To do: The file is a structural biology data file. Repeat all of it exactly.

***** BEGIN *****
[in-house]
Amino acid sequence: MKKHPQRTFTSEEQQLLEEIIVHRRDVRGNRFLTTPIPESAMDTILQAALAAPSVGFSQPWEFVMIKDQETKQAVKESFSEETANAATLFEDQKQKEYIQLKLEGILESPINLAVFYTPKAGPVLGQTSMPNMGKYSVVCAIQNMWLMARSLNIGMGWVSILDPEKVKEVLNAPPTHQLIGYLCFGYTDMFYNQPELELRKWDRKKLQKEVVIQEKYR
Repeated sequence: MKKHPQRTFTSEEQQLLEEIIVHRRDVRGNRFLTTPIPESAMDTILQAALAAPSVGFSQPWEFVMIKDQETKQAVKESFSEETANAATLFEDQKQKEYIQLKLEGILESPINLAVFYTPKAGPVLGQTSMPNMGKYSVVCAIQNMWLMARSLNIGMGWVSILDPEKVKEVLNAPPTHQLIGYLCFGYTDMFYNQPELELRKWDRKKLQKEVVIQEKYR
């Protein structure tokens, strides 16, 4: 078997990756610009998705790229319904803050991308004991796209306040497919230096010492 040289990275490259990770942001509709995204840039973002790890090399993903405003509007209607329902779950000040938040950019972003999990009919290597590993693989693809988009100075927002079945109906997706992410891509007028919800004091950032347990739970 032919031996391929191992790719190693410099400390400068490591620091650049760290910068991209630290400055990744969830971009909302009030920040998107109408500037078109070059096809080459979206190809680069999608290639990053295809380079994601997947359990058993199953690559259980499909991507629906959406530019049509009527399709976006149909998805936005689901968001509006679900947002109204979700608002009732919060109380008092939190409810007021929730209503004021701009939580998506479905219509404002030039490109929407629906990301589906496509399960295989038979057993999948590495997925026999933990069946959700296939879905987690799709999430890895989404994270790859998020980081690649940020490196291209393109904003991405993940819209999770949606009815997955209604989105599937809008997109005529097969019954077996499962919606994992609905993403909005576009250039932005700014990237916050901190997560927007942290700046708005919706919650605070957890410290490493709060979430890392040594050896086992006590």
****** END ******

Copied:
[in-house]
Amino acid sequence: MKKHPQRTFTSEEQQLLEEIIVHRRDVRGNRFLTTPIPESAMDTILQAALAAPSVGFSQPWEFVMIKDQETKQAVKESFSEETANAATLFEDQKQKEYIQLKLEGILESPINLAVFYTPKAGPVLGQTSMPNMGKYSVVCAIQNMWLMARSLNIGMGWVSILDPEKVKEVLNAPPTHQLIGYLCFGYTDMFYNQPELELRKWDRKKLQKEVVIQEKYR
Repeated sequence: MKKHPQRTFTSEEQQLLEEIIVHRRDVRGNRFLTTPIPESAMDTILQAALAAPSVGFSQPWEFVMIKDQETKQAVKESFSEETANAATLFEDQKQKEYIQLKLEGILESPINLAVFYTPKAGPVLGQTSMPNMGKYSVVCAIQNMWLMARSLNIGMGWVSILDPEKVKEVLNAPPTHQLIGYLCFGYTDMFYNQPELELRKWDRKKLQKEVVIQEKYR
């Protein structure tokens, strides 16, 4: 078997990756610009998705790229319904803050991308004991796209306040497919230096010492 040289990275490259990770942001509709995204840039973002790890090399993903405003509007209607329902779950000040938040950019972003999990009919290597590993693989693809988009100075927002079945109906997706992410891509007028919800004091950032347990739970 032919031996391929191992790719190693410099400390400068490591620091650049760290910068991209630290400055990744969830971009909302009030920040998107109408500037078109070059096809080459979206190809680069999608290639990053295809380079994601997947359990058993199953690559259980499909991507629906959406530019049509009527399709976006149909998805936005689901968001509006679900947002109204979700608002009732919060109380008092939190409810007021929730209503004021701009939580998506479905219509404002030039490109929407629906990301589906496509399960295989038979057993999948590495997925026999933990069946959700296939879905987690799709999430890895989404994270790859998020980081690649940020490196291209393109904003991405993940819209999770949606009815997955209604989105599937809008997109005529097969019954077996499962919606994992609905993403909005576009250039932005700014990237916050901190997560927007942290700046708005919706919650605070957890410290490493709060979430890392040594050896086992006590």